The App Store is opening up to NFTs and cryptocurrencies, but on its own terms

The decision should not really help to silence the allegations of abusive trade practices against which Apple faced in several countries, including France. On Monday, the apple firm published new terms of use from its app store, the App Store.

If the American company has definitely decided to further open its ecosystem to non-fungible tokens (NFTs) and cryptocurrencies, it will have to be done according to its own rules. Developers can now sell NFTs, but only through an in-app purchase. Holding NFTs obtained by means other than a purchase through Apple, on the other hand, should not enable the unlocking of new features in an app or provide any benefit.

In-app purchases or nothing

Apple’s goal? Prevent any other form of foreign exchange or disguised payment that can be made outside the app – and that would allow developers to avoid the 30% commission that the App Store takes on each transaction (15% for those generating less than 1 million dollars in revenue per year). It should also be noted that Tim Cook’s company will already charge 30% for in-app ad view purchases, which will have to go through its payment system. A heavy blow, especially for Meta, which thus works to “increase” viewership Facebook AND instagram.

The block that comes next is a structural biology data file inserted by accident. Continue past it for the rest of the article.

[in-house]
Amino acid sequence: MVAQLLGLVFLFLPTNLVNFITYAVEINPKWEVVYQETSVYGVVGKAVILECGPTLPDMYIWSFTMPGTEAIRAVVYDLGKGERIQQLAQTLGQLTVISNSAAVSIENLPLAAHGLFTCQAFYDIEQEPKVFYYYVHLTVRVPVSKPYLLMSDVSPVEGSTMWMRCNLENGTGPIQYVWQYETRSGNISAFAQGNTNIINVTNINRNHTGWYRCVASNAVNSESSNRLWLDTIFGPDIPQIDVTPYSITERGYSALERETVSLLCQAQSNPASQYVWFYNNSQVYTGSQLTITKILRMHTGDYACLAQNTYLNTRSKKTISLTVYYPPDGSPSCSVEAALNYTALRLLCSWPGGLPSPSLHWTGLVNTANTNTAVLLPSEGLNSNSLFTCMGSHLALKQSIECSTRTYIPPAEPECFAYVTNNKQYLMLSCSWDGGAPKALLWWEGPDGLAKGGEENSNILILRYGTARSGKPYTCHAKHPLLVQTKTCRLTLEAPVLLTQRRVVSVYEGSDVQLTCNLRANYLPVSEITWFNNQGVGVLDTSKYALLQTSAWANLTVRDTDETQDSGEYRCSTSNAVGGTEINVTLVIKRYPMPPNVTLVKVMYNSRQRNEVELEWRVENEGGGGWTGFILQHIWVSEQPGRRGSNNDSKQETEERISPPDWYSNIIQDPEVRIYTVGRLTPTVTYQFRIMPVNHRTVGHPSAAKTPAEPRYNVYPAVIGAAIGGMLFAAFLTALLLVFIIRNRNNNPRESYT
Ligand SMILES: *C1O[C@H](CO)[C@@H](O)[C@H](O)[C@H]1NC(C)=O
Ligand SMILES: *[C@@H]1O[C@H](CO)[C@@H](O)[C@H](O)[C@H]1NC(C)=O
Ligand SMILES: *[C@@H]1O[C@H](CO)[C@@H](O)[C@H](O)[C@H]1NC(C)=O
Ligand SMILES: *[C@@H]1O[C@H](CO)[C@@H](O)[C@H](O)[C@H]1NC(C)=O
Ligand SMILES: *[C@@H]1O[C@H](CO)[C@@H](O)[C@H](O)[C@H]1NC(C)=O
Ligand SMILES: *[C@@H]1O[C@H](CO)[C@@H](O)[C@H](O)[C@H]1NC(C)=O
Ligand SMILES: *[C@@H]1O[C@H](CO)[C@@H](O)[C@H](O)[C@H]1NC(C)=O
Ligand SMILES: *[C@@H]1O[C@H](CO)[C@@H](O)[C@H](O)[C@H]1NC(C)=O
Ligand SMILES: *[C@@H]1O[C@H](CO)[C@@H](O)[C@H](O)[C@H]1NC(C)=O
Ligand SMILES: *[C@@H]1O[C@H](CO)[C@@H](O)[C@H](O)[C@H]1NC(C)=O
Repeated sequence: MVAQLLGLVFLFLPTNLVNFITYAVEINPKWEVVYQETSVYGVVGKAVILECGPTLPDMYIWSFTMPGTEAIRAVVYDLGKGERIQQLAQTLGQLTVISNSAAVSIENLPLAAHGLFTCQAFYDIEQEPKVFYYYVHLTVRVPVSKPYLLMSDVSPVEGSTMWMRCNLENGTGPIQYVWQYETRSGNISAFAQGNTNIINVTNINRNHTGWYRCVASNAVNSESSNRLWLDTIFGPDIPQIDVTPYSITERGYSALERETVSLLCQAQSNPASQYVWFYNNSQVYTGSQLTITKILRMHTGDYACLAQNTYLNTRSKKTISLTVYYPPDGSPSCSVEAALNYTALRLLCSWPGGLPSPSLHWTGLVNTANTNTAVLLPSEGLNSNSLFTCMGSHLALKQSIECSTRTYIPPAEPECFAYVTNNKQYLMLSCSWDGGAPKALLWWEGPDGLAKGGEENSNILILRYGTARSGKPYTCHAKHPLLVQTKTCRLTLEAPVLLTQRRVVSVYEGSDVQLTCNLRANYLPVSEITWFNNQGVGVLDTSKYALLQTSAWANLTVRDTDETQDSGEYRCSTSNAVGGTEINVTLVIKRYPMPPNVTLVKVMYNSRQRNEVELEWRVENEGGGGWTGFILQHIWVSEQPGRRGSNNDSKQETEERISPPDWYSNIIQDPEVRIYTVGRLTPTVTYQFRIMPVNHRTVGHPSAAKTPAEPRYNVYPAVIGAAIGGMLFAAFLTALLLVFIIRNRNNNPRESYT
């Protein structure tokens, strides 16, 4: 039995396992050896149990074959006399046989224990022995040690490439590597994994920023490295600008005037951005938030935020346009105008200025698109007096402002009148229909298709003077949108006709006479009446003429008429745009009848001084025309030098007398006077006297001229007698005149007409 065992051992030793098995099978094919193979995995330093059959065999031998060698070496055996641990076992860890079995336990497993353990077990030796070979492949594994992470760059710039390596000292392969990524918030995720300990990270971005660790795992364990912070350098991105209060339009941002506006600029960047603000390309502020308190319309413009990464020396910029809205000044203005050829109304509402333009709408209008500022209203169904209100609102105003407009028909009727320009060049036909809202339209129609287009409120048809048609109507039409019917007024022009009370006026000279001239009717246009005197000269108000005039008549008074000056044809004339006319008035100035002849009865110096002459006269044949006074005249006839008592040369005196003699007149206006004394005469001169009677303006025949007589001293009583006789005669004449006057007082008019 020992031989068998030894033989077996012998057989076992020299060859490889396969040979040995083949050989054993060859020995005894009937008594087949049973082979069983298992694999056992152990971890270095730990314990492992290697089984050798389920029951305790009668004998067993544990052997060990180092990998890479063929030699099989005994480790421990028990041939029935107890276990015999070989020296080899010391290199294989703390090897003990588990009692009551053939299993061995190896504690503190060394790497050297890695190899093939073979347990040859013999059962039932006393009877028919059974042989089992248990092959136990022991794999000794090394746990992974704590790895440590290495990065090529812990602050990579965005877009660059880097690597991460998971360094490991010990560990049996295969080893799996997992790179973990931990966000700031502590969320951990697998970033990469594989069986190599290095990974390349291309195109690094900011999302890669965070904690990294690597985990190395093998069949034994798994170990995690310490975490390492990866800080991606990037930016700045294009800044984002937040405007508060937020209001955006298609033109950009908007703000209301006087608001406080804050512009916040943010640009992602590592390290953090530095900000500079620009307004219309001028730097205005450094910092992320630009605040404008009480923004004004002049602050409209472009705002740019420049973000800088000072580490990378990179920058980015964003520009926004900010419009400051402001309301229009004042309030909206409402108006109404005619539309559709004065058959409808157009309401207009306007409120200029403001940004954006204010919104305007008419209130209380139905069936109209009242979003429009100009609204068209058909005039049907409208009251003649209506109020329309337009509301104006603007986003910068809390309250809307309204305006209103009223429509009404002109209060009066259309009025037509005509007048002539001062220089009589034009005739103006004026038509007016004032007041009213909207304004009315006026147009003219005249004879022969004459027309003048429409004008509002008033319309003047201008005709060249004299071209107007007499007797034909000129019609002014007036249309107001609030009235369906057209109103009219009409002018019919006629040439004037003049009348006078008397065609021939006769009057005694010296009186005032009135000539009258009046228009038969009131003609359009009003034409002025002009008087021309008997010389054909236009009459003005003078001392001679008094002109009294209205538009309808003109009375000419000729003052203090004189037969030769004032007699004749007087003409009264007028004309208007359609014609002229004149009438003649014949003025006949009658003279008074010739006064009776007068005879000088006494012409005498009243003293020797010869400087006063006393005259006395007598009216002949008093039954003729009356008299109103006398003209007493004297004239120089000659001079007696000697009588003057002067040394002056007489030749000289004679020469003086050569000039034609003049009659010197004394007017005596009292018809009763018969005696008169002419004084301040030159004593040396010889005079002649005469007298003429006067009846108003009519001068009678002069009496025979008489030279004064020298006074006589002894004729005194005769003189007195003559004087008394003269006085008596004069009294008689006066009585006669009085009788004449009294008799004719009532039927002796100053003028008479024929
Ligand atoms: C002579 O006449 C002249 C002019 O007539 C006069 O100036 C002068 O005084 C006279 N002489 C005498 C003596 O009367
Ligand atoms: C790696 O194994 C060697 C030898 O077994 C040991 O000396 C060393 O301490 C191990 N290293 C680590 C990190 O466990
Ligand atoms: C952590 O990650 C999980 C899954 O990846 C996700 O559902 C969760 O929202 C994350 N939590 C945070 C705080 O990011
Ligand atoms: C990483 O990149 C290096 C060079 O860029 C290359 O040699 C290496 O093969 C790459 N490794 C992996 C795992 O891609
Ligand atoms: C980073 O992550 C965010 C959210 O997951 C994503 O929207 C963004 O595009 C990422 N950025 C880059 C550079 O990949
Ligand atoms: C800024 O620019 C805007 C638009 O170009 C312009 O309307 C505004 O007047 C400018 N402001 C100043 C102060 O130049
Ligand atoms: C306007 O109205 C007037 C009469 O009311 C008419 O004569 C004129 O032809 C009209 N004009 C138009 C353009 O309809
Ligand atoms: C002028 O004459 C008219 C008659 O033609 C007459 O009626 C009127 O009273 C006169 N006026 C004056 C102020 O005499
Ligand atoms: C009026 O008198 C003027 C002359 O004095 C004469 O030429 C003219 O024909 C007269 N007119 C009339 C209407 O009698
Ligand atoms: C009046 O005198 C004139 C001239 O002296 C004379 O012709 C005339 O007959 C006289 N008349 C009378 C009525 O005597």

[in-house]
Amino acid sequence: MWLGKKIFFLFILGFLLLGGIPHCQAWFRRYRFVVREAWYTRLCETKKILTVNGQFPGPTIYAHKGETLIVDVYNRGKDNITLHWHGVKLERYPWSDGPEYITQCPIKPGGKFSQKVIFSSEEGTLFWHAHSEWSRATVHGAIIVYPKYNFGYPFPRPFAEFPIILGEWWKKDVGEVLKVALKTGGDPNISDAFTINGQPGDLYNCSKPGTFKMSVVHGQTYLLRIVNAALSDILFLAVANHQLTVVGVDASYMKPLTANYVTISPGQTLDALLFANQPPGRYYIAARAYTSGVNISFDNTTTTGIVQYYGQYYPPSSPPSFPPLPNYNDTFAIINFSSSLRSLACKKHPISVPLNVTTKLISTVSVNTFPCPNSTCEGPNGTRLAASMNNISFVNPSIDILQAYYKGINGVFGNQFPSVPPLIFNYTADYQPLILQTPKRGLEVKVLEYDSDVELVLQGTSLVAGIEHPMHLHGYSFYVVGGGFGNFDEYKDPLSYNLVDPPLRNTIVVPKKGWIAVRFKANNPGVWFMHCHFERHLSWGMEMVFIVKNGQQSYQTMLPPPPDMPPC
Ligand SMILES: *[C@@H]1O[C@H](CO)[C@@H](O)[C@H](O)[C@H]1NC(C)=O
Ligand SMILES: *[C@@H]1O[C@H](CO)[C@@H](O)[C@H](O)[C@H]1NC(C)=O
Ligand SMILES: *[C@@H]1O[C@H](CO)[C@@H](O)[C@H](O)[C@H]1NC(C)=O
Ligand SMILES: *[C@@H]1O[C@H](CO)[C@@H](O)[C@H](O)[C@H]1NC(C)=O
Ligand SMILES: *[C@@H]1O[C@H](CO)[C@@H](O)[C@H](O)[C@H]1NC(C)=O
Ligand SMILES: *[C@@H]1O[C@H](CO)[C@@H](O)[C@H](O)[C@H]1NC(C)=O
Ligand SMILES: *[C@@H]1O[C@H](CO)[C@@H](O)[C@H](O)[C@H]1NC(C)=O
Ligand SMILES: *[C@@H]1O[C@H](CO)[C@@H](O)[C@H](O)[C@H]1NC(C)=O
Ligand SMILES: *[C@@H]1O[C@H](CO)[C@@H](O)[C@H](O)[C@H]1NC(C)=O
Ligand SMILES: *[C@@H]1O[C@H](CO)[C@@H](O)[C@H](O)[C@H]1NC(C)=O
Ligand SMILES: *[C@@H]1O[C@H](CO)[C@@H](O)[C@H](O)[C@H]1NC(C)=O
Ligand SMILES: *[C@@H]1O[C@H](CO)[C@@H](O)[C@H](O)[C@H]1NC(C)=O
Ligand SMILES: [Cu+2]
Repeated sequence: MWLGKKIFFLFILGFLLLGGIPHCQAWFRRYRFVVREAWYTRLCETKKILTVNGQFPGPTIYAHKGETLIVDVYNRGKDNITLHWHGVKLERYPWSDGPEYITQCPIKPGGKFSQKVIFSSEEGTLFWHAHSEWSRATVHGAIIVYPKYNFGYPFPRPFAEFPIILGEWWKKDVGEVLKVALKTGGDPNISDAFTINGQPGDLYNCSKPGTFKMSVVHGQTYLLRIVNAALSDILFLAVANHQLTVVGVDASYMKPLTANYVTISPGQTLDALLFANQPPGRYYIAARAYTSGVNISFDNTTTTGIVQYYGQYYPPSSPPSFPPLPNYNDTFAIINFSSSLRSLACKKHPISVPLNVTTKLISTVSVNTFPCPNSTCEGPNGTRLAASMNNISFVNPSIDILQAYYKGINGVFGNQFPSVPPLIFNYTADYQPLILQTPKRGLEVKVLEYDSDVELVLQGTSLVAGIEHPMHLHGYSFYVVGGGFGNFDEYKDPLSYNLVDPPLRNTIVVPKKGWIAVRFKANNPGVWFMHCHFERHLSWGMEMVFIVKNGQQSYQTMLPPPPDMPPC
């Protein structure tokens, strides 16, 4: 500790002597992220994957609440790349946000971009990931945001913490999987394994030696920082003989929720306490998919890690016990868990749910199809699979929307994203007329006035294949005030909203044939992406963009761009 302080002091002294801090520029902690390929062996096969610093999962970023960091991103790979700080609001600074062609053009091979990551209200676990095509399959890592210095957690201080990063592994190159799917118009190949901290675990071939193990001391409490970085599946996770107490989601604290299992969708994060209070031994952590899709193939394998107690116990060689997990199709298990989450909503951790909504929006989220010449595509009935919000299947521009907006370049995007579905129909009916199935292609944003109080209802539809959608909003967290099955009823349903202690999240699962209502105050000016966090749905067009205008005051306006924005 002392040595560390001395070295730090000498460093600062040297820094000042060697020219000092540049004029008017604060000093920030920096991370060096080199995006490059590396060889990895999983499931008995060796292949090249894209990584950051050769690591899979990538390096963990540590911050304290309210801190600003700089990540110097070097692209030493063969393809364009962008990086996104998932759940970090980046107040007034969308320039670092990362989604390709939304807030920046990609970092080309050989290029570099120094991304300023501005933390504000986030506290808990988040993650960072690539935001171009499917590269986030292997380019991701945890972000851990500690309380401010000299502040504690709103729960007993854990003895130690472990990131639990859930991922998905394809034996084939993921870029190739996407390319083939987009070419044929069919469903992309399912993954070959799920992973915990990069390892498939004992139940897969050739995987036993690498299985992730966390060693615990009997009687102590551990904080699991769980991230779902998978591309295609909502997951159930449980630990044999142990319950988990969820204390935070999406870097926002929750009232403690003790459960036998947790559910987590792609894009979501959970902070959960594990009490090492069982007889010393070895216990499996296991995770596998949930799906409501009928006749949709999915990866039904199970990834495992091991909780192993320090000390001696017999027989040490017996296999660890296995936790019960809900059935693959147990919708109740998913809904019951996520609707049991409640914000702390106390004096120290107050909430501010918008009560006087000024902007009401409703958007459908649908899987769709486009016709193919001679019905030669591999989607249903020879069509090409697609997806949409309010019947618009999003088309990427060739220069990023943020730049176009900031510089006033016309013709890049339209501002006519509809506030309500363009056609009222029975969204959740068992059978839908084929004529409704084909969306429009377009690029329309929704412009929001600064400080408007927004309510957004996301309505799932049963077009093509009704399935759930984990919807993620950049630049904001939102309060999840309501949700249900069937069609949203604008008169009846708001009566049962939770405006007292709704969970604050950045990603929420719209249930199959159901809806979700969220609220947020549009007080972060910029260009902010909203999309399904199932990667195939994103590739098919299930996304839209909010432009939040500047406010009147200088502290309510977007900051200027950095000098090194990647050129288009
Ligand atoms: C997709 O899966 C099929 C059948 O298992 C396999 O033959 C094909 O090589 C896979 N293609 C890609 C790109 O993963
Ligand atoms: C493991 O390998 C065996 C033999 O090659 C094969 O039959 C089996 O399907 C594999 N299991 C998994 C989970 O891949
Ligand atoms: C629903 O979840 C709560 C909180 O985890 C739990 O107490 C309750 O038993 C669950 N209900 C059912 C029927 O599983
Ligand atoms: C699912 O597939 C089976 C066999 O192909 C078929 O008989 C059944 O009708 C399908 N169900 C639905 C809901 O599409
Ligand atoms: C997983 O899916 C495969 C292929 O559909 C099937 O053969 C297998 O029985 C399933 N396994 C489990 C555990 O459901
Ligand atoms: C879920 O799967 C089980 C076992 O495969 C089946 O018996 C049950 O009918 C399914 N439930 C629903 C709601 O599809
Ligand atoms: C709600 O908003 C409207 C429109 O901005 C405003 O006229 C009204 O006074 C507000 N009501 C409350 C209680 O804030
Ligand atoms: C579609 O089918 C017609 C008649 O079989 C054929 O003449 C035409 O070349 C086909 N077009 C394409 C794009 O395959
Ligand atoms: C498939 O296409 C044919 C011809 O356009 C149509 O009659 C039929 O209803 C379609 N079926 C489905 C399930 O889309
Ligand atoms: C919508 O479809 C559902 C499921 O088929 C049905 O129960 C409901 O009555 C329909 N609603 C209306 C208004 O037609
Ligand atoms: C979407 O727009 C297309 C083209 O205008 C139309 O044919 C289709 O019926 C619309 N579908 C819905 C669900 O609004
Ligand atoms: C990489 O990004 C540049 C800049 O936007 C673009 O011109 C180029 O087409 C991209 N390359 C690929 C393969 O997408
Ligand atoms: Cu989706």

This shows that Apple’s motives are purely financial“, reacted in a post on Twitter Epic Games boss Tim Sweeney, a staunch opponent of Apple since 2020 on this commission and in-app purchases. “They support taxing NFTs and ban non-taxing NFTs“, he added.

And these new rules aren’t just for virtual tokens. “Apps cannot use their own mechanisms to unlock content or functionality, such as license keys, augmented reality markers, QR codes, cryptocurrencies and cryptocurrency wallets“, specify the new terms of use. Therefore, cryptocurrencies will not be an exception and the applications in question must have the authorizations to carry out this type of exchange in the regions where they operate.

Legislative pressure

It’s shocking enough that despite antitrust lawsuits and mounting legislative and regulatory pressure, Apple is ramping up its efforts in its brazen pursuit of monopoly rent.“, then it is added Tim Sweeney. These new rules can be really surprising since this fee imposed by Apple, as well as the contractual impossibility to escape, are or have been the subject of legal battles in several countries such as the United States, South Korea, the Netherlands. …and France.

The Directorate General for Competition, Consumer Affairs and Fraud Prevention (DGCCRF), under the leadership of Bruno Le Maire, had sued Google and Apple in 2018 for abusive commercial practices. If Google has been punished by the Paris Commercial Court with a fine of 2 million euros last March, Apple must decide its fate on December 19.

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